Asylum seekers flee from their countries in fear of persecution and violence (Mann 2006). The experiences which people may have endured include massacres and threats of massacres, detention, beatings and torture, rape and sexual assaults, and witnessing death squads and torture of others; being held under siege, destruction of homes and property and forcible eviction, disappearances of family members or friends; being held as hostages or human shields, and landmines injuries (Fazil 2006). In 2000 it was reported that approximately 1% of the world population were fleeing around 40 violent conflicts (Summerfield 2001). Adults and children have been conscripted into army, and women and girls may have been forced to become sexual slaves (Sales 2002). Organised violence is defined as violence which has a political motive, survivors of torture or organised violence have often been ill treated by government agents such as the army, police, or security forces or other groups perpetrating organised violence, including rebel groups (Barnett et al (2001). States have a duty to prevent, investigate, and prosecute cases of torture, but if those who are supposed to do this are themselves the torturers, then there is no official protection (Phillimore et al (2005). Systematic torture is designed to break the spirit of an individual, but in many countries, the intention is also to intimidate a minority or dissident group or even an entire population (Jara et al (2006).
Asylum seekers and refugees, unlike other overseas visitors, are entitled to all NHS services without payment, yet many say they have difficulty obtaining health care (Burnett 2001). However according to (Fazil 2006) the Department of Health appealed a High Court ruling, which found that, in certain circumstances, asylum seekers can pass the ordinary residence test that confers an automatic right to free NHS hospital treatment or, alternatively, be exempt from charges for hospital treatment after having spent one year in the UK. There is a lack of data on patterns of utilisation of health services by asylum seekers and refugees including mental health, general practitioner’s surgeries represent a point of reference at a time when they have few others, and some GPs see them as frequent attenders (Summerfield 2001).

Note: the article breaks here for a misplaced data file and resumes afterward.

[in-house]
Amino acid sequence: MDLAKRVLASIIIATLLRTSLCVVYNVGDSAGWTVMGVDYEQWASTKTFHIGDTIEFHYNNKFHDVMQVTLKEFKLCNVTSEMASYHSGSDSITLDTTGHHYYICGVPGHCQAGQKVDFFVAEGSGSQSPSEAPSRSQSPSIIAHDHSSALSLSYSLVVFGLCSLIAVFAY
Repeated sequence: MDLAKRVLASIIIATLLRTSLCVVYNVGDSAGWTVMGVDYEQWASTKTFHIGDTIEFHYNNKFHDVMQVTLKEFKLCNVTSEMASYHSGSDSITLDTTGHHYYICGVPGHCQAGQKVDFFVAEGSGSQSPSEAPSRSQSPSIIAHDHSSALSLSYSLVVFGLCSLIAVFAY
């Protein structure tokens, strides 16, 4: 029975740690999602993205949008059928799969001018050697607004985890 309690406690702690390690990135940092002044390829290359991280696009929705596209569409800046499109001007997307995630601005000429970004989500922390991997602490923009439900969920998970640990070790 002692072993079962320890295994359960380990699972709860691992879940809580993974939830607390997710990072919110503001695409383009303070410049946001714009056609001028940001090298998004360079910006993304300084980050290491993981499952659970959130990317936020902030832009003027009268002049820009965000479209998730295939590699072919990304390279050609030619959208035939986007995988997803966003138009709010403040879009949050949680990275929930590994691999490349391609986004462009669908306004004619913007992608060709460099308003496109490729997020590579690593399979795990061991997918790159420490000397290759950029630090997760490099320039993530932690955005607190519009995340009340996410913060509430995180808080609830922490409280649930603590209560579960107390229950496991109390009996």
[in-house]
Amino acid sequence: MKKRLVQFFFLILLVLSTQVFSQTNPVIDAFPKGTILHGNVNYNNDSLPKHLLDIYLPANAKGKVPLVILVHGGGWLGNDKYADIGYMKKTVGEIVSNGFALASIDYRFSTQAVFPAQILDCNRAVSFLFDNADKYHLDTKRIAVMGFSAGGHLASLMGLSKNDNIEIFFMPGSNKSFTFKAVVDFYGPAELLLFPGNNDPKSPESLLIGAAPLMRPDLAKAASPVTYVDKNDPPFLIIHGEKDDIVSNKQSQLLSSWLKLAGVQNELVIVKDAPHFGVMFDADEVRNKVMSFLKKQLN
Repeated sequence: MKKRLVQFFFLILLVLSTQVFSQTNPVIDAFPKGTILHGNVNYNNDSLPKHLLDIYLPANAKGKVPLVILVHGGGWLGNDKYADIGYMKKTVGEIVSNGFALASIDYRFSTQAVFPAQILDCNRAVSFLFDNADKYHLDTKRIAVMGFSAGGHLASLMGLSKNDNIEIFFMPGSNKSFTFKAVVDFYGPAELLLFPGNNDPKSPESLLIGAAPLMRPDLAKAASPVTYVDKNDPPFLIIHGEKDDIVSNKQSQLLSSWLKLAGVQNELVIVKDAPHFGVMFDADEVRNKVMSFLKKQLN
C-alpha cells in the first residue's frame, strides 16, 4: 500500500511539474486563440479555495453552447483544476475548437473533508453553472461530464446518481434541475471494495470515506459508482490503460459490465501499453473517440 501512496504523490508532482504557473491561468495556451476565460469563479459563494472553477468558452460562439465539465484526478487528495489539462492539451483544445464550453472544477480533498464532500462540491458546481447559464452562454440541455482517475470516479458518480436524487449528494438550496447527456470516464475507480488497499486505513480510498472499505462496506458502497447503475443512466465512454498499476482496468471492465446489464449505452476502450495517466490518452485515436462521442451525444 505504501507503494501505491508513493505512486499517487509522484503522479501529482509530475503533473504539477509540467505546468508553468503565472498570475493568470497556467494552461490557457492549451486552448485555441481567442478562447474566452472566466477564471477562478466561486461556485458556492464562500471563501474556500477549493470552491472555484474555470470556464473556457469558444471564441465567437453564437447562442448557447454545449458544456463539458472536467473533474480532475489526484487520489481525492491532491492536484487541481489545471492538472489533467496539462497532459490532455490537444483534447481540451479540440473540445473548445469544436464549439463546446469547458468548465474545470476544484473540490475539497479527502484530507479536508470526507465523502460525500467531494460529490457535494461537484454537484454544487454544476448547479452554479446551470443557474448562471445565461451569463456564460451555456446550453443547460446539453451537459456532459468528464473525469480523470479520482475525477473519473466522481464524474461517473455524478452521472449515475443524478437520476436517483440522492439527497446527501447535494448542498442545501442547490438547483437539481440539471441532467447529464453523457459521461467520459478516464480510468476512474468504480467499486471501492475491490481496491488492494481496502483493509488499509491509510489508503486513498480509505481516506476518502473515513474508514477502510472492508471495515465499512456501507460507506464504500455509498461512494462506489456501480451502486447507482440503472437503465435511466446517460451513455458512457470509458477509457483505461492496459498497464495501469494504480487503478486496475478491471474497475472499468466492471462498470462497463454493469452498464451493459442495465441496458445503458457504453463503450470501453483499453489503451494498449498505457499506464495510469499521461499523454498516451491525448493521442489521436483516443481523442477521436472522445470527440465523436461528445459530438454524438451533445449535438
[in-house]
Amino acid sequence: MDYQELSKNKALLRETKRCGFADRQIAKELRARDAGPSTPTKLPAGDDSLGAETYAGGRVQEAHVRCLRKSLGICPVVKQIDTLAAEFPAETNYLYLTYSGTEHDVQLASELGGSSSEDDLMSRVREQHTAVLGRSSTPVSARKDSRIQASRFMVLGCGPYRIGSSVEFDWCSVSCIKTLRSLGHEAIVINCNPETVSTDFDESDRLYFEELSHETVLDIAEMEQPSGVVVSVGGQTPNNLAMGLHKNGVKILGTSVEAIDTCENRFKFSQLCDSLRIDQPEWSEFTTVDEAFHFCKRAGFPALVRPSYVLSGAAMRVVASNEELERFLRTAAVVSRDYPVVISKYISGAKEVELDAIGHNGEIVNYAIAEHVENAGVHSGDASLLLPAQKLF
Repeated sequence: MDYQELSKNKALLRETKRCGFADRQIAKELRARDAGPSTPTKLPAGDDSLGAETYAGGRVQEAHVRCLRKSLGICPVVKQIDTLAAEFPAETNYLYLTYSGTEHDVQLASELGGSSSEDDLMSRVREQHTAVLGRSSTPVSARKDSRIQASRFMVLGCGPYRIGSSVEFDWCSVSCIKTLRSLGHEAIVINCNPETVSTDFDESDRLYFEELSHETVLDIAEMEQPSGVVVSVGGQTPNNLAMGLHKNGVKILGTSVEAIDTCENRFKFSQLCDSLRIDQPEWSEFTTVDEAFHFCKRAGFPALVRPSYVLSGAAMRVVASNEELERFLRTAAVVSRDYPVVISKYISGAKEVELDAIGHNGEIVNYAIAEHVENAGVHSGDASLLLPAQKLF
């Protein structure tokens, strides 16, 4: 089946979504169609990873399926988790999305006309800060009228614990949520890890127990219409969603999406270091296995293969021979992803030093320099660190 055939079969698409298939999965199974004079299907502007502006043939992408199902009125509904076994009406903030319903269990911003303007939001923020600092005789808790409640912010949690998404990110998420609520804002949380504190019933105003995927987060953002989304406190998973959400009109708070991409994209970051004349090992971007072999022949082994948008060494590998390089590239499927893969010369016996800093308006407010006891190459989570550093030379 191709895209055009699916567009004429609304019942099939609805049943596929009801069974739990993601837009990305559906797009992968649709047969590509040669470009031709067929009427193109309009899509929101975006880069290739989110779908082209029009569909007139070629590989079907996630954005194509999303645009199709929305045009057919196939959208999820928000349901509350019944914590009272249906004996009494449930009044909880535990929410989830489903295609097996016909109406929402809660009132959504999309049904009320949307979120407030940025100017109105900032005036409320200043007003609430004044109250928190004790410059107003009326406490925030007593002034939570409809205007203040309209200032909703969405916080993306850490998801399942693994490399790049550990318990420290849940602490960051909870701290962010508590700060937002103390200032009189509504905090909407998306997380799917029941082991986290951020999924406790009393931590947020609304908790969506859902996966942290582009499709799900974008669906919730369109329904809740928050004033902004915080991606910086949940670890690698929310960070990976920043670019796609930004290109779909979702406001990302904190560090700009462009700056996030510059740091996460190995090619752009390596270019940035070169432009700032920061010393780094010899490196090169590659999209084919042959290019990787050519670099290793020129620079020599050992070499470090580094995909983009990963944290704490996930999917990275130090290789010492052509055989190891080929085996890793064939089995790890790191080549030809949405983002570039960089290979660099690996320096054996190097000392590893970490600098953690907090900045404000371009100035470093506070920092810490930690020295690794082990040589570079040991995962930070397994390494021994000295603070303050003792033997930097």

- Burnett, A. et al (2001) What brings asylum seekers to the United Kingdom Education and Debate.
- Mann C M et al. (2006) Mental illness in asylum seekers and refugees Development and policy.
- Freedman J, (2008) Women’s Right to Asylum: Protecting the Rights of Female Asylum Seekers in Europe Human Rights Review
- Sales R, (2002) The deserving and the underserving? Refugees, asylum seekers and welfare in Britain Critical Social Policy
- Solve D, et al (2000) Policies of Deterrence and the Mental Health of Asylum Seekers Special Communication
- Summerfields D, (2001) Asylum seekers, refugees and mental health services in the UK Cambridge Core.
- Jara G, Female asylum seekers with musculoskeletal pain: the importance of diagnosis and treatment of hypovitaminosis D
- Phillimore et al, (2005) Problem or Opportunity? Asylum Seeker, Refugees, Employment and Social Exclusion in Deprived Urban Areas
- Burnett et al (2001) Health needs of asylum seekers and refugees The BMJ
- Giner R (2007) Estimating the numbers of refugees in London Public Health
- Gerristen et al (2004) Primary care for refugees and asylum seekers The BMJ
- Coker et al (2004) The comfort of strangers: social work practice with unaccompanied asylum seeking children and young people in the UK Child and Family Social Work